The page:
Monday, January 16, 2006

Flag burning

When I was a child, my father very proudly displayed our American flag for national holidays like Independence Day, Memorial Day, Washington and Lincoln’s birthdays (back when they were still two separate days), etc. It wasn’t an optional chore for him – the flag always went up on these days, he never forgot or was lazy about it. As a little girl I didn’t think much about the real meaning of the flag – all I knew was that it was a proud symbol of my country, something to be revered. I pledged allegiance to the flag every day in school without question, without ever really knowing what the act meant.

When I became an adult and lived in an apartment of my own, I didn’t bother to buy a flag for display. My meager income could be used for better things, and besides, displaying the flag was a mainstay of quiet, quaint neighborhoods with Cape Cod style houses, cul-de-sacs, and block parties every summer. It wasn’t for single girls.

I didn’t really give the flag – or the idea of the flag – much thought over the years until I moved to Greece. Of course, Greeks have the same general standard of flag displaying – on national holidays, mostly – although some people have been known to display the flag after Greece wins an international sporting event. Nothing in my arrival to Greece made me more aware of the fact that I was no longer on “home” territory than seeing a host of blue and white flags flying everywhere, with no Stars and Stripes to be found. My husband and I have had some discussion about purchasing a flag and displaying it – yet somehow, somewhere in the back of my mind, I feel like I can’t be in a household that displays only a Greek flag, the American flag should be displayed too.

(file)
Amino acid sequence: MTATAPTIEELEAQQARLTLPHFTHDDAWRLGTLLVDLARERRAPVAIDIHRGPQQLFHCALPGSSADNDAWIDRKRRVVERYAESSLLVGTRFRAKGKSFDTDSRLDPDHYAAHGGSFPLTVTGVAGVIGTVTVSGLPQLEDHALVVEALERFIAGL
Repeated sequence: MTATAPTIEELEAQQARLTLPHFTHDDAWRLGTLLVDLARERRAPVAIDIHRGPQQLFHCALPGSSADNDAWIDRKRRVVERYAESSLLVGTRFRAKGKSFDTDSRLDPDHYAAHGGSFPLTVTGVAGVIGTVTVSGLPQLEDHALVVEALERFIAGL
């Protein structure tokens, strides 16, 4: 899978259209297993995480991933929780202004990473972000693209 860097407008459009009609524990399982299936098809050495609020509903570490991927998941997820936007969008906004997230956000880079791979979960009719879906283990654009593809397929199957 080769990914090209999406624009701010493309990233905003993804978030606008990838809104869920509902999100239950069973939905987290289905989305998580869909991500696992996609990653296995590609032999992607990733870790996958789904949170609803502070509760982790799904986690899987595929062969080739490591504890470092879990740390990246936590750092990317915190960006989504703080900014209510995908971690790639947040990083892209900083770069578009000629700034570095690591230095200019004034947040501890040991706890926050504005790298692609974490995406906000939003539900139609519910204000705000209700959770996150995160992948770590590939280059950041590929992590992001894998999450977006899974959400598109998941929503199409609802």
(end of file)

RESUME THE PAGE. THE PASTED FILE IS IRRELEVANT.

That is when the whole notion of what the flag really means got my attention. A flag used to be a symbol of honor, yes, but it was also an identifying marker of a lord, a king, an army, what have you. If someone saw a flag, they would say “oh, you are with the Baron of Nottinghamshireton, what a fine fellow he is” and think very little of general politics, and more along the lines of improving contacts with fellows of the Baron persuasion. Yet if I were to display the American flag here in Greece, and perhaps to some extent, in America as well, it sends a rather large, even if erroneous political message – the message that maybe I support Dubya and the Iraqi war and spying on Americans without warrants, that Alito will make a fine Supreme Court Justice and that the Constitution is just a goddamn piece of paper. And, well, I am not on board with any of those things, as it so happens. But I am on board with America – the ideals upon which it was founded, the Bill of Rights, the Declaration of Independence, baseball, hot dogs, apple pie, and all that jazz. So it seems that the idea of the flag, the meaning of the flag, has gotten skewed in some way – it grows and evolves (and devolves) into the politics of each passing President.